Orthodoxy Won the Day, but at a Price
For these people, the teaching of Arius was good news. It maintained that Jesus was not divine, but purely human and a later creation of God. To use the technical language of the day, Arius argued that Jesus was not consubstantial or coeternal with God the Father and that there was a time when he did not exist in any form. The heresy was so successful that at one time over eighty percent of Christendom became Arians, with disastrous effect. In the days before mass media, the only thing the Church could do to stop the heresy was to coin a slogan and then beat it incessantly like a drum to impress the truth into people’s minds. The slogan was quite simply ‘Christ is God’, ‘Christ is God’, ‘Christ is God’. Orthodoxy finally won the day, but at a price. The divinity was emphasized so much that Christ and God were hardly distinguishable in people’s minds. Jesus Christ, the mediator, who had been at the heart and soul of the Christian community suddenly vanished from view. It was as if Jesus had ascended into heaven again, but this time it was a psychological ascension that raised him up and out of peoples’ minds and hearts. Jesus, who was once the vital and dynamic source of Christian spirituality was all but lost to view. In the future, even the foremost Christian writers used the word Christ for God and the word God for Christ without feeling it necessary to distinguish one from the other.
Macedonianism the consequence of Arianism
Then another heresy called ‘Macedonianism’ began to spread alongside Arianism in the mid-fourth century. Like Arianism, it was called after its founder the Greek Bishop of Constantinople, Macedonius 1. Macedonianism was the logical consequence of Arianism. It did for the Holy Spirit what Arianism did for Jesus. If Jesus was not divine, then neither was his love, the Holy Spirit.
How could a person participate in God’s Plan without Christ and the Holy Spirit? The Holy Spirit was sent to draw us up into Christ’s Risen and glorified body where we would share in his loving contemplation of the Father, and receive the fruits of contemplation to share with others.
When Macedonianism had taken away the Holy Spirit and Arianism had taken away Christ, God might still be in his heaven, but we had no means of reaching him. The only possible way we could reach him without God’s power, the Holy Spirit, was by man’s power, human endeavor alone.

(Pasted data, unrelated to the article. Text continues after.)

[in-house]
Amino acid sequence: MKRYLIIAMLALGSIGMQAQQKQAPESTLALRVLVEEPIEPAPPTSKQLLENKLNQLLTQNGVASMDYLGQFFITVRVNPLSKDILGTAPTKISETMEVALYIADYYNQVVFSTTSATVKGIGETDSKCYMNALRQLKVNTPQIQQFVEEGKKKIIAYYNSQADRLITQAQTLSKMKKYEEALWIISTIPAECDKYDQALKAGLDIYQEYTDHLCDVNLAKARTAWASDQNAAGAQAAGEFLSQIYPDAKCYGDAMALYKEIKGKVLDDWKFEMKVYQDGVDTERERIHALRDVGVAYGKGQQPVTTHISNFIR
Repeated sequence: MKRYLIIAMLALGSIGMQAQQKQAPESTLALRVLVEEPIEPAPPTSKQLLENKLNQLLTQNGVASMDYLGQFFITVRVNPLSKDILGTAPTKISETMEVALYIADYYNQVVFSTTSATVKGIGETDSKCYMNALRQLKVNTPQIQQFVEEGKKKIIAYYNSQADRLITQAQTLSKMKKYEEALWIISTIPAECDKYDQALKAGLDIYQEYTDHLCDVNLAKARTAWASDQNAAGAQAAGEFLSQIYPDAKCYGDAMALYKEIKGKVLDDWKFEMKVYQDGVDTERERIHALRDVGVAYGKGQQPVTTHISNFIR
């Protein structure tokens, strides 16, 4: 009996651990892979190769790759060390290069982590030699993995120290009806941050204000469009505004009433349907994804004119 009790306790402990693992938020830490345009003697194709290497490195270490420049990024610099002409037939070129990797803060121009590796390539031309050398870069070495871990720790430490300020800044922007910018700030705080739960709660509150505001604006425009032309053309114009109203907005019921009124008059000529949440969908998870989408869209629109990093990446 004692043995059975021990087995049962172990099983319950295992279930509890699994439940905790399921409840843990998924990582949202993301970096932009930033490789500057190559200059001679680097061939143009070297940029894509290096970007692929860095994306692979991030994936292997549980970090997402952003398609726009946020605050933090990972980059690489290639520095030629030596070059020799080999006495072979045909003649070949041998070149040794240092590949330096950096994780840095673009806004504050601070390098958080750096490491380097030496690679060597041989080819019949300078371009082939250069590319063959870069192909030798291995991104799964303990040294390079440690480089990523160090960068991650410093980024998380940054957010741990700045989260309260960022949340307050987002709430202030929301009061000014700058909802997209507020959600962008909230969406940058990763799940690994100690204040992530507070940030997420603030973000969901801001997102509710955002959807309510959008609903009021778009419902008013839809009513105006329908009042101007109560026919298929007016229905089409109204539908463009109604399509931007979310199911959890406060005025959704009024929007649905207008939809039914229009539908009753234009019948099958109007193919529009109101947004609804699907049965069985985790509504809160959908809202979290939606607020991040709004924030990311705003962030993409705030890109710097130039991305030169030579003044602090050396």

Pelagianism. a sort of Catholic Stoicism
This led to another heresy in the fifth century called Pelagianism. It was a sort of Catholic stoicism which relied totally on a DIY spirituality that was always destined to fail, because as Christ insisted, “Without me, you can do nothing.”
And if all this was not enough, anyone who did try to rise Godward was further hampered by the teachings of two more heresies that infiltrated the Church. Whereas Manicheism taught that the body was evil, Neoplatonism originally taught by Plotinus in the third century believed that the body was the prison of the soul. Before even beginning the ascent to God the Christian stoic would have to engage in some of the most extreme forms of ascetism, to put to death all their bodily desires and free themselves from the evil material world that held them earth-bound. As the Holy Spirit seemed to have disappeared, they had to do this alone.
Seneca Said ‘Show Me the Stoic’
No wonder Seneca said ‘show me the stoic’ and no wonder no one would ever rise to reach God without the Holy Spirit and a spirituality that taught that God created all things and said they were good. This was pre-eminently true of the masterwork of his creation, his Son made flesh and blood to become for us The Way, The Truth, and The Life.
Detail of icon of the Trinity by Andrei Rublev, Wikimedia Commons.